Racial Injustice Isn't America's Biggest Issue
Photo Credit: Jharad Lester, original from Luminate UK
Scary to some, a part of life to others, and unnatural for far too many, death is looming throughout the United States. The death of George Floyd was tragic. The way in which he died was horrific. Floyd was murdered in cold-blood, and both the Minneapolis police department and city government should be ashamed of themselves.
The notion that racial injustice is the most damning problem in America in 2020 is a false one. Contrary to what the elite want us to think, we have an even larger issue at our feet ― one that’s getting worse by the day: the stigma placed upon mental illness.
While the total number of African Americans killed by police officers has stayed relatively stagnant throughout the past few years, suicide and mental illness are becoming more and more widespread. Between 2001 and 2017, suicide rates increased by 31%. In 2017, there were 47,173 suicides, according to the National Institute of Mental Health (NIMH). What’s more, roughly one in every five adults in the U.S. has been diagnosed with a mental illness.
As many continue to insist that racial injustice is the biggest issue in the U.S., research studies and data suggests otherwise. With a population of roughly 37 million people, 235 African Americans were shot and killed by police in 2019, according to Statista. In 2017, 223 African Americans were fatally shot by police, while 47,173 people committed suicide, according to the NIMH. What’s more, while suicide rates increased by 31% between 2001 and 2017, African Americans shot and killed by police have declined and become relatively stagnant.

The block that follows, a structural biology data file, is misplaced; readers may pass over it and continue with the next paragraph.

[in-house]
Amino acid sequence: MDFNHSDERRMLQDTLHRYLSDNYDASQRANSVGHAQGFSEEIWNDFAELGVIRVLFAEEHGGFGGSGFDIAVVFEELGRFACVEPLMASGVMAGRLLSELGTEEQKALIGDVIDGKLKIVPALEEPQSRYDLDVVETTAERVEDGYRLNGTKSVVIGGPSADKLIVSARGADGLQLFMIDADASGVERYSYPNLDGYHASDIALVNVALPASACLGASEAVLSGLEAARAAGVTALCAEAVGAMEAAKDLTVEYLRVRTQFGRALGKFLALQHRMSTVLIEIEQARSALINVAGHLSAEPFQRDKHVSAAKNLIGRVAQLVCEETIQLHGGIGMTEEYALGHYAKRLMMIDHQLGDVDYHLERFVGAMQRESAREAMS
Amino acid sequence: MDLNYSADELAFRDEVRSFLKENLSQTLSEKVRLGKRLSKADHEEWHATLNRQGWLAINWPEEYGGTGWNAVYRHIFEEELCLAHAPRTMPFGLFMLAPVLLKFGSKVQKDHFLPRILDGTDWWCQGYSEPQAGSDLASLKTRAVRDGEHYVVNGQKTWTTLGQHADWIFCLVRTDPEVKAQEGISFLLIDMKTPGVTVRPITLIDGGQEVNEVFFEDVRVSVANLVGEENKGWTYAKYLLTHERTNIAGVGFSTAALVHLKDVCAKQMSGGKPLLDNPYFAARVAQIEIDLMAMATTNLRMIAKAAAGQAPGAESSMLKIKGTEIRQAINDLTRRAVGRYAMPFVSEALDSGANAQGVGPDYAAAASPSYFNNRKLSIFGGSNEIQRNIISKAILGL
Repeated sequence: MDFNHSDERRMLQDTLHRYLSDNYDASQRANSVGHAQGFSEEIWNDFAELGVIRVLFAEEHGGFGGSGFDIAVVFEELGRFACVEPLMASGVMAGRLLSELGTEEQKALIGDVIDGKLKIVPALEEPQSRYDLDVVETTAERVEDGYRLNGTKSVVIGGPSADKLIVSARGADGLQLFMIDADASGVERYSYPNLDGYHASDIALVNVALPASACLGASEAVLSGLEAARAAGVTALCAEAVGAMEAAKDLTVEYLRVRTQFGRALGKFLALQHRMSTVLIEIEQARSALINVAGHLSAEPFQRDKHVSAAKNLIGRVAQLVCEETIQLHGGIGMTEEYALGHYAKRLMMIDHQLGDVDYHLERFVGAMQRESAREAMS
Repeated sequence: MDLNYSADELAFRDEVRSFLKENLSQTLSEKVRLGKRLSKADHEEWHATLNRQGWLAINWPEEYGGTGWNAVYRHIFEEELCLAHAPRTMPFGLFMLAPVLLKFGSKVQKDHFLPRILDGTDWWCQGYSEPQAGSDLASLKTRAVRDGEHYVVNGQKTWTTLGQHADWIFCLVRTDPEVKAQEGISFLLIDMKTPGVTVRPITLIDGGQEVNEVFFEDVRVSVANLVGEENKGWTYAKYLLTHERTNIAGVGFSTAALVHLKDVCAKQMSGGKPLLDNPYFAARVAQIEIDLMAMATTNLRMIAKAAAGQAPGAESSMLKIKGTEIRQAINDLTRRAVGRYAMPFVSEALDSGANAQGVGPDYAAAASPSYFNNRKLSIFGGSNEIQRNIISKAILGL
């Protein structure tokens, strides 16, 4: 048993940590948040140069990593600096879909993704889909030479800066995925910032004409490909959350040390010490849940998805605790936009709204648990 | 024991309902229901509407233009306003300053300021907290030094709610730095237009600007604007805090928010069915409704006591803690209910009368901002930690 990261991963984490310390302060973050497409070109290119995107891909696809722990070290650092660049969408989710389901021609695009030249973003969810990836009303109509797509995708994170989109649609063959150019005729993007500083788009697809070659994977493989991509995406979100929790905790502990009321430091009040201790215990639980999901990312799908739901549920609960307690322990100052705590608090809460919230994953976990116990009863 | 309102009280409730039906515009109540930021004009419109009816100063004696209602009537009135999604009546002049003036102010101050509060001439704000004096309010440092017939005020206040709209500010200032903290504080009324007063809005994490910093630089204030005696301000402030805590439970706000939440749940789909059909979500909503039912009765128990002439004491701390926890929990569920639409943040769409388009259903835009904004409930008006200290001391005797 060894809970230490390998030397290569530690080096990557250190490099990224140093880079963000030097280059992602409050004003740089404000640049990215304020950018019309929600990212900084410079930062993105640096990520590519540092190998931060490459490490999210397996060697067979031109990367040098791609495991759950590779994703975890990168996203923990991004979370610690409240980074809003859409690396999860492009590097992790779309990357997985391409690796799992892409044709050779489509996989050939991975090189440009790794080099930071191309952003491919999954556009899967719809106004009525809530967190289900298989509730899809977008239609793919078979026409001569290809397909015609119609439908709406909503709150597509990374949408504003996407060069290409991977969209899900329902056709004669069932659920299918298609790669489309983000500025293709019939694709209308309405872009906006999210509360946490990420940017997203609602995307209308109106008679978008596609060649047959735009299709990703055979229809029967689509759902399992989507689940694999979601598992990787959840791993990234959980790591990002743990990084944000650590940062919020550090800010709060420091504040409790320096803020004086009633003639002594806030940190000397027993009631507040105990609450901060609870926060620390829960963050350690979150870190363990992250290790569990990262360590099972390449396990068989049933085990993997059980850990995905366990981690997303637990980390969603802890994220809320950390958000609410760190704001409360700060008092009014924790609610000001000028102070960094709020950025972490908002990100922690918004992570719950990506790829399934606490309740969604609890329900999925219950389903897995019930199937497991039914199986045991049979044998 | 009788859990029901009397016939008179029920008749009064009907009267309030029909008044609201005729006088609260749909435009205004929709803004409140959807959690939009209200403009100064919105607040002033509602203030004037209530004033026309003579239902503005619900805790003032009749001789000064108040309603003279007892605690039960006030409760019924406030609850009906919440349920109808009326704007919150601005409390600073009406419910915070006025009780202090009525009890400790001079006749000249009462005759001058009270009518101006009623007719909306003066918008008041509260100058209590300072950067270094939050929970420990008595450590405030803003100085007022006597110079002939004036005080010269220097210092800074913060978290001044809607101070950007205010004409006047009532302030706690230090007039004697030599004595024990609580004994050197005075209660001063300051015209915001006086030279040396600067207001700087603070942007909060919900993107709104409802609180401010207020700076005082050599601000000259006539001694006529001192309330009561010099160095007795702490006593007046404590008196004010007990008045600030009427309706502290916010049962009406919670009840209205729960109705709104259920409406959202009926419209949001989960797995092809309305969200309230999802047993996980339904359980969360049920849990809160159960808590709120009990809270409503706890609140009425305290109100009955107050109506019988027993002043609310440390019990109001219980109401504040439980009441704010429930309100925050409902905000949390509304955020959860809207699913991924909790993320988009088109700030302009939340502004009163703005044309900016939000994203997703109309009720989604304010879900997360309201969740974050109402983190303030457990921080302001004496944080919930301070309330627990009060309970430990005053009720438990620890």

Every articulate American understands that racial injustice in the African American community exists. To deny such a thing is ignorant and intellectually dishonest. What America doesn’t understand, however, is the fact that well over 100 Americans commit suicide every day, while millions of other voiceless Americans contemplate doing likewise.
I’ve never experienced racial injustice, but I am empathetic towards those who have. If you don’t understand what it’s like living with a mental illness, reach out to those who do. Injustice must be stopped, but race is not the only issue. When it’s all said and done, our choices as a collective nation will dictate whether or not we grow and prosper, or burn to ashes and die forever.
America’s biggest problem isn’t racial injustice. Contrary to popular belief, which is carried out by the ruling elite, mental illness is the single-most important issue we must first solve.